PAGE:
I hate dogs and I’m not a horrible human being


2018 is almost over, and with it will come the end of the Year of the Dog. Halle-freakin-lujah. These furry creatures are already getting enough attention without a formal 365-day dedication period. From endless Instagram dog accounts to bulldogs stopping traffic in the streets, they’re everywhere I turn. You won’t catch me cooing every time a four-legged beast comes your way. Here’s the thing: I hate dogs.

Signal the inevitable cries of shock, disgust and terror. “How is it possible?” friends and strangers always ask me. “Are you even human?” they will reflect after seeing me remain indifferent in the presence of a dog the size of a palm.

Supposedly, humanity is based on the worship of pets. Those who steadfastly ignore four-legged friends are stigmatized strangers. I’m sick of having to apologize for my opinions or tone down the intensity of my feelings just to appease the crazy masses of puppies. No, I don’t like dogs, and no, I’m not a cold-blooded monster.

My contempt for dogs comes from the way I grew up. My family tried to adopt a Bernese Mountain Dog when I was eight years old. “Attempt” is the key word. Her name was Romy and she quickly became the family chore as opposed to the family friend. She constantly needed time and energy. Quite frankly, we Gallardos are just not pets. It’s in our genes.

Instead of worship, I felt excessive apathy. I didn’t like Romy at all. Hearing her aggressive mid-morning howl to be taken outside for a walk didn’t really motivate me to feel love and affection. Standing outside in the freezing cold every morning with a dog bag in hand while waiting for some cool, warm animal poop didn’t give me a surge of excitement an owner might feel. Frankly, Romy needed way too much attention, which I just didn’t have enough to give. I was – and am – in a state in my life where I would rather interact with real humans than play with furry neighbors at the dog park. Romy took way too much work, and she robbed me of my independence.

After owning it for two years, I realized the undeniable fact: most dogs are dirty and smelly. You can literally smell when someone owns a furry creature. Maintaining their hygiene takes time and money that I don’t have. Plus, dogs never leave you alone. Maybe it’s my inner introvert talking, but I don’t wanna come home with a dog that pokes its nose in my stuff and demands attention. I want peace, quiet and solitude.

The idea of ​​having to deal with a creature that can’t even hold a conversation with me isn’t appealing. It is a colossal waste of my money and my energy. This is where I feel like I have to make a promise: I swear I’m not a cold-hearted freak. I just have different priorities than dog lovers. I think dogs are smelly, unclean, boring, and ultimately too much work. I shouldn’t have to apologize for this.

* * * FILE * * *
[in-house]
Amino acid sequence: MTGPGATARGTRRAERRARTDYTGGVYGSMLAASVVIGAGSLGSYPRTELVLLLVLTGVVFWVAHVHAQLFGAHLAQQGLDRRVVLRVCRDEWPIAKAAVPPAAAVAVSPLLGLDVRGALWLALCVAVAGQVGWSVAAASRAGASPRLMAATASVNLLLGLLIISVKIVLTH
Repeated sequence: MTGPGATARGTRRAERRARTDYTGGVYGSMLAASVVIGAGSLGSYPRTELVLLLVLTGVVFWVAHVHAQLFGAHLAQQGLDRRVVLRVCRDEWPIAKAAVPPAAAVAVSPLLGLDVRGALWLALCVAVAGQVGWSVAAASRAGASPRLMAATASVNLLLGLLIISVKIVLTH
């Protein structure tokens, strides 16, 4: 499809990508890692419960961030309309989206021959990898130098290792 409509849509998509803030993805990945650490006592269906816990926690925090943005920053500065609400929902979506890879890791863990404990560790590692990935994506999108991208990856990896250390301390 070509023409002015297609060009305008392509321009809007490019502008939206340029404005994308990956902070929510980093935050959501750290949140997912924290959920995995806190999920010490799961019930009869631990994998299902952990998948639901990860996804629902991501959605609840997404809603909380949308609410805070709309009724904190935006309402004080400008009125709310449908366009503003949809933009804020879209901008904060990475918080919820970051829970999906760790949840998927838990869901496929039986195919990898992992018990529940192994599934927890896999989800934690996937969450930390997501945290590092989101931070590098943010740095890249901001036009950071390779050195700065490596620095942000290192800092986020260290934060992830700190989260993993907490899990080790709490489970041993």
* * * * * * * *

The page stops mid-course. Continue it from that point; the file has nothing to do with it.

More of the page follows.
Puppy bait doesn’t work on me. The number of Tinder profiles I have encountered with the cringe-like ‘It’s My Dog’ bios referencing dog owner personality photos made me realize even more how rare I am to never not be interested in sliding right.

Once, on a first date (after listening to 20 minutes of stories about his little Brewster’s obedience class updates), a guy got really serious with me whispering, “You guys. just can’t trust an enemy of dogs. I sipped my drink with a smirk and joked, “But what if they like doggy style?” He almost choked. I never saw him again.

It’s not just potential romantic prospects who don’t trust someone who doesn’t like dogs. Looks like it’s everyone. Contempt for dogs is met with stigma and shock. A quick Google search for dislike dogs leads to a downward spiral in the inner workings of online forums where people express themselves without restriction in the disguise of an Internet character. A Quora member wrote that finding out that someone he knows doesn’t like dogs “is a warning signal that something is wrong with that person, and I will avoid them.”

One of the things that makes humanity so beautiful is the difference in opinions and backgrounds among people around the world. Do we no longer believe in diversity? Enemies of dogs are the rare group who are not encouraged to accept their “difference”. Instead, the entire collective is deemed appalling.

This is completely unfair and my outrage cannot be kept silent. It seems we live in a society in which our personalities and dislikes are harbingers. Not a fan of chocolate? You are inhuman. You don’t like music? You are crazy. Don’t want a pet? Goodbye.

These judgments and denunciations are ridiculous, especially since we are in an age which advocates inclusion and acceptance. Inclusion does not apply to us canine condemners. We are simply “not human”. It cannot continue because our personal preferences are exactly that: personal. Everyone has their own likes and dislikes, whether they come from family traditions, personal experience, or just a developed feeling.

Do not mistake yourself ; I get the lure of dogs. They can be someone’s best friend. They fill an emotional void with true unconditional love. As companions, they are loyal, obedient, and kind. They can even help people with medical disabilities. I think it’s amazing and I respect it – from a very far, very necessary distance. This respect must now come from both sides. I will respect the woof if you respect my opinion.

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